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How to make sure your staff is engaged

Ensuring your employees are engaged with their subject matter and workplace surroundings is fundamentally important – not just for health and wellbeing, but also productivity and success.

Speaking to Wellness Daily, following her appearance at the recent World Business Forum in Sydney, Altimeter principal analyst and bestselling author Charlene Li (pictured) said managers must be aware of red flags for lack of engagement within the workplace, particularly for wellness.

“One of them is, especially for your employees, do they feel like they can bring their full selves to work? And a key part of that is, are they led by somebody who understands that and appreciates that? Because we have something called engaged employees, and if people aren’t engaged, theyre coming in, theyre pulling the levers, theyre going through the motions of work, but theyre not spiritually and emotionally there,” she said.

“Thats not good for you as a person, in terms of your wellness. We think about wellness in a very holistic way, but if youre not fully engaged, then thats not a great place to be. A fully engaged person is somebody who understands what theyre trying to accomplish as an organisation, what their role is in it, and will go above and beyond. That says, for me to go above and beyond, I have to put more into it, I get more out of it, too, as well.”

In that sense, she said, there is a strong nexus between being a healthy, happy person and being a productive, successful worker who is engaged by their leader and by the work they are doing. Further, it is about being able to sustain this, she added.

“We know that the number one reason why people stay or leave is because of the person they work with, and that the person appreciates them, recognises them, and allows them to be in a relationship with them. I do think that leadership is a relationship between people who aspire to lead and people who are inspired to follow them,” Ms Li said.

“But, oftentimes, leaders show up and just think that their job is to get things done without really thinking about their relationship with the people theyre leading. In my speech this morning, I asked people, ‘Describe the relationship that you have with the best leader youve ever had’, and the words people will use are things like inspired, challenged, empowered, powerful even.”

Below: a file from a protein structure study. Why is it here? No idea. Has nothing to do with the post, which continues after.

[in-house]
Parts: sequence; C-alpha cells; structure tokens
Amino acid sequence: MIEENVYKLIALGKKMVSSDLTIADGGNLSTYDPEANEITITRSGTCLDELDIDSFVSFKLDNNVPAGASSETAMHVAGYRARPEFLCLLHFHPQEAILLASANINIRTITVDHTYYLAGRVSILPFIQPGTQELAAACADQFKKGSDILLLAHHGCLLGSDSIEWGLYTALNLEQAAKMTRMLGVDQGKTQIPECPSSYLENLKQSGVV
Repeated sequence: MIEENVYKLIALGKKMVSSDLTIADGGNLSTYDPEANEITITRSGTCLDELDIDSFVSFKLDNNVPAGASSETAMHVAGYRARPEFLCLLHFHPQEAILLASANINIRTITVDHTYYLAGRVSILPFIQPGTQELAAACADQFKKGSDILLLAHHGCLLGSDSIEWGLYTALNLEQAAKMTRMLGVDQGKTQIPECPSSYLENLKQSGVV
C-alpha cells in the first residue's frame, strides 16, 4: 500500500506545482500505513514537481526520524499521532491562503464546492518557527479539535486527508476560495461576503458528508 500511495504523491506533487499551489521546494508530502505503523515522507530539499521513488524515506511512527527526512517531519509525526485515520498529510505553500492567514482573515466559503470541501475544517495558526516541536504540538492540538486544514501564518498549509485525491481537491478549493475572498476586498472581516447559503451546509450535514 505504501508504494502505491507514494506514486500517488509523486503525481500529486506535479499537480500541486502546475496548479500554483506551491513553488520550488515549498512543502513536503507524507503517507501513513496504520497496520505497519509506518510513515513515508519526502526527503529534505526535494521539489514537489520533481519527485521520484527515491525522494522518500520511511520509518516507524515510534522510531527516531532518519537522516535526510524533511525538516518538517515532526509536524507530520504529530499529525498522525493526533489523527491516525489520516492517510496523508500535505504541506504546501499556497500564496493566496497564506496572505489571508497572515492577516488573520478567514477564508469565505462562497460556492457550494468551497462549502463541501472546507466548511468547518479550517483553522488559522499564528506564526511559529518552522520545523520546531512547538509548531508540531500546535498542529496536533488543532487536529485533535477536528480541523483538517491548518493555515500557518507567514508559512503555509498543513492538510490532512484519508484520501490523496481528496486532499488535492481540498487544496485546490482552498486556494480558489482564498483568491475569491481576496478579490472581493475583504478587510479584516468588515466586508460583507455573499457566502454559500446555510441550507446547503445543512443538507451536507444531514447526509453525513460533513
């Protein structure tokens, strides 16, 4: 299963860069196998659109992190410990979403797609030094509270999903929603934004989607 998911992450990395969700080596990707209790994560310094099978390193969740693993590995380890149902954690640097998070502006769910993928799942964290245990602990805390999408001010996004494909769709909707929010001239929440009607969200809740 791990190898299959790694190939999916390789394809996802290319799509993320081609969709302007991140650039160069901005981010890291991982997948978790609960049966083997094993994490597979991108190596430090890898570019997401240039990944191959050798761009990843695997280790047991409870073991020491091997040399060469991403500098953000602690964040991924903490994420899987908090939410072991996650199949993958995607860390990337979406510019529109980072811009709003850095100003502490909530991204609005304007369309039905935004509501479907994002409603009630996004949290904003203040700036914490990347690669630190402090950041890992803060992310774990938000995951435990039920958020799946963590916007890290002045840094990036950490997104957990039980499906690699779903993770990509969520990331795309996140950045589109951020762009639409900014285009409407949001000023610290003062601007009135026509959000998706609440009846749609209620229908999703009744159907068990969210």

“Those are really powerful words that describe a relationship between a leader and a follower. And when you can bring all of that, bring your full self to work, it just feels a lot better, and because of that you can sustain and be really productive and just feel better about it.”

When asked for some of her top tips for leaders to ensure that the workplace is engaged as it possibly can be, she said there are three things that disrupt an organisation, that organisations are capable of creating a huge amount of change over and over again, “because something about their cultures are capable of what I call flux, living and thriving with flux and change”.

“The three things are openness and transparency because that creates trust. The second one, which I think is really important to your audience, is a sense of agency that creates ownership. Its not empowering somebody with decisions, but people have that sense of agency and ownership to be able to control the things that are important in their lives and at work. And the third thing is a bias for action. So, openness, agency and action are the three beliefs of these flux organisations.”

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Jerome Doraisamy

Jerome Doraisamy

Jerome Doraisamy is a senior writer for Lawyers Weekly and Wellness Daily at Momentum Media.

Before joining the team in early 2018, Jerome is admitted as a solicitor in New South Wales and, prior to joining the team in early 2018, he worked in both commercial and governmental legal roles and has worked as a public speaker and consultant to law firms, universities and high schools across the country and internationally. He is also the author of The Wellness Doctrines self-help book series and is an adjunct lecturer at The University of Western Australia.

Jerome graduated from the University of Technology, Sydney with a Bachelor of Laws and Bachelor of Arts in Communication (Social Inquiry).

You can email Jerome at: [email protected] 

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